Thursday, March 13, 2008

The sad part about oral history

Oral history interviews have become an important part of my research into local history. There simply is no substitute, especially for subjects that didn't get covered in the newspapers or other media, to hear about the past from someone who was there. In my interviews I hear some amazing stories, and hopefully get to use some of those stories in history books and articles. And if I don't, maybe somebody else will. Even when an interviewee doesn't tell the truth, the story they do tell can be illustrative of their values, their ideas, and their opinions.

The down side is that oral history interviews generally involve interviewing people who probably aren't going to be around for much longer.

One of the first people I ever interviewed was Jack Davis. Unlike more recent interviews, where I used a digital recorder, Jack's interview was pencil and paper, jotted down notes in the busy entrance lobby of the Railroad Museum, and a few follow-up remarks. I wrote about some of Jack's childhood in Sacramento in Sacramento's Streetcars, including his early jobs as a soda jerk and delivery boy in Sacramento's drugstores, and his education in local schools.

Jack was an engineer for Southern Pacific--not the sort who drove the train, but a civil engineer who planned right-of-way and gave the trains something to run on. He volunteered at the Railroad Museum for many years, giving tours and relaying his enormous knowledge of railroad operation.

Jack died the other day. He was a heckuva guy. I'm glad I got to know a little bit about him. I wish I had had the time to do more interviews, with a recorder. Of course, one assumes that he wouldn't have minded sticking around longer either...

Oral history interviewing is one of the crash-priority parts of history. Get the interview now; tomorrow they might be gone, and learning about their life becomes much harder, if not impossible. It's also a saddening thing to get to know these people, just regular folks with lives of success and disaster and routine, and then they're gone. But that's an inherent part of working with senior citizens, and the pain is more than compensated by the opportunity to learn about some of the richness of their lives--and being able to share some of those lives with others, through writing.

My books aren't best-sellers by any means, but I'm glad that maybe a few more people got a chance to meet Jack through his words in my book. Plenty of people will remember him, from friends and family and the other Railroad Museum docents to the thousands of people who went on his tours. If a few people meet him by way of my introduction, I figure that's a big part of my mission, as a writer and a historian.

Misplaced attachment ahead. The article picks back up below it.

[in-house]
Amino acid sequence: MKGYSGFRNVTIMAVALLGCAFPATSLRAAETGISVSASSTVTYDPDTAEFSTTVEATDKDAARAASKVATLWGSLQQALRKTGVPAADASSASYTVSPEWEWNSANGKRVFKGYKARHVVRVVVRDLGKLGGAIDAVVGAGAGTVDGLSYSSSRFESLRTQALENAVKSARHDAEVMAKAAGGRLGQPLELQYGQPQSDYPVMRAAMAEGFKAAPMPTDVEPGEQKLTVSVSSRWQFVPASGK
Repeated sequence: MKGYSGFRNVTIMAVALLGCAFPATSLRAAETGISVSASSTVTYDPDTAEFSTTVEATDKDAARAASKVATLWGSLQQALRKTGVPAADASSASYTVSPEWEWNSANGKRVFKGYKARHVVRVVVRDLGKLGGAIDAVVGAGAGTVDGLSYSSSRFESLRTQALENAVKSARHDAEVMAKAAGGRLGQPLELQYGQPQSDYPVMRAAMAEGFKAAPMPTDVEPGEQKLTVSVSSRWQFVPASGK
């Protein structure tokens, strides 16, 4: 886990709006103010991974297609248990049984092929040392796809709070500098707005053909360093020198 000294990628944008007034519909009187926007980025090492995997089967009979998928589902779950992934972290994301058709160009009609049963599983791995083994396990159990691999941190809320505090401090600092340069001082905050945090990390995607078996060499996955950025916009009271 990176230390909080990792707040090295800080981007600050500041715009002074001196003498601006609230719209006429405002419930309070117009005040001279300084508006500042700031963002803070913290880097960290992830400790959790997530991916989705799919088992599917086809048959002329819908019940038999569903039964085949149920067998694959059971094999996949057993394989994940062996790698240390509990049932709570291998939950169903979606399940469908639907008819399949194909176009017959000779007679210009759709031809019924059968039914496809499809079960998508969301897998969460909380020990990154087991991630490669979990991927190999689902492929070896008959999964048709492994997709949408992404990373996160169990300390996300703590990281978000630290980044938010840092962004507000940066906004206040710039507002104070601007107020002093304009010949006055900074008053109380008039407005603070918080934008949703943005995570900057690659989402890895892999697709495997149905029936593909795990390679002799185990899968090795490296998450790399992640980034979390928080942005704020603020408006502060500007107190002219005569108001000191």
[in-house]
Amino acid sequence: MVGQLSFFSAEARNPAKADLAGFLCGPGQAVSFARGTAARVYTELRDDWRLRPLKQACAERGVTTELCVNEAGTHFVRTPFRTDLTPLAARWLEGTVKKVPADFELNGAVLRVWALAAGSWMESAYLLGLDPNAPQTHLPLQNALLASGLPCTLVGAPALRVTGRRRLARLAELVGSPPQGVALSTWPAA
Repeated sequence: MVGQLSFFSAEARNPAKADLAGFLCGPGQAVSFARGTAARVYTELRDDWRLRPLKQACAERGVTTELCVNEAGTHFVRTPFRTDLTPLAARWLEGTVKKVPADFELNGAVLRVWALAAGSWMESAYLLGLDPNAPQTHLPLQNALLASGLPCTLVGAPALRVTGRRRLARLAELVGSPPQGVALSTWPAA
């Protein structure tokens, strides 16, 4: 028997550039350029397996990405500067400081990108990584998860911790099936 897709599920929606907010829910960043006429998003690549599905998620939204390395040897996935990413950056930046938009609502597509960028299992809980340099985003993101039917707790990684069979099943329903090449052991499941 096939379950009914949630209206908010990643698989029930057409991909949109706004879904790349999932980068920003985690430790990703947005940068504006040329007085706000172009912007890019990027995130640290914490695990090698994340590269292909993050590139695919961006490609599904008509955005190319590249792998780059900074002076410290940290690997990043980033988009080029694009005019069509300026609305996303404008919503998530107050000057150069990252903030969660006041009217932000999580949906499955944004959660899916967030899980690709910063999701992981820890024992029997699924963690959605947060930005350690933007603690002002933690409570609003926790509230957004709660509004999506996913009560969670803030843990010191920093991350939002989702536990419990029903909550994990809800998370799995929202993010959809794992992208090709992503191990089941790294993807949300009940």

'Scuse me. I've got to go get my recorder and make a few calls.

Friday, March 7, 2008

I've been indexed!

My good friend Paul Trudeau, of the Southside Park Neighborhood Association, and also the person who provided me the most help in assembling Sacramento's Southside Park, has created a comprehensive index of names, places and businesses mentioned in the book.

Due to the page limits of Arcadia books, they only allow one-page indexes, and then only if a page of photos and text is sacrificed. Because I like to include a bibliography at the end of my books, I chose to not include an index. Paul, with some help from several of the people mentioned in the book, went through and created a 20-page index document.

The surprising part is that there are connections between different parts of the book that I didn't spot when I was writing it--and also some inconsistencies. I can only hope that sales of Southside Park. are brisk enough that I'll be able to do a second edition--and issue some corrections! Perhaps the next thing I should do is produce an errata page...

Saturday, March 1, 2008

Sacramento Preservation Roundtable

School has again eaten my brain, making updates unpredictable. There are some neat things coming up, though, including this:


Date: Saturday, March 8th – 9:00 a.m. to 12 Noon
Place: Towe Auto Museum – 2200 Front Street
---Continental Breakfast * $5 donation---

9:00 Welcome
9:05 Preservation Roundtable reorganization,
establishment of Steering Committee—Kathleen Green
9:10 Preservation Issues & Update:
– Sacramento Heritage Grant program update—Red Banes
– State Parks Update (Indian Heritage Center project update;
Railroad Technology Museum update; and State Park
closure issue)—Pati Brown, State Parks; and
Kathy Daigle, CSRM Foundation
– Update on the Railyards Development
& National Register Nomination—Linda Whitney
– City Preservation Office update—Roberta Deering
– City’s General Plan—Karen Jacques
Questions & Answers welcome on all issues.
11:00 —Break—
11:20 Speaker: Native American Heritage Council—Randy Yonemura, Dir.
“How we can work together -Historic Preservation & NAHC ”
Questions & Answer session
11:50 Announcements
–SOCA’s very special behind-the-scenes Spring tour
Sponsored by: Sacramento Old City Association
Sacramento Bungalow Heritage
Next Preservation Roundtable meeting is Saturday, June 14, 2008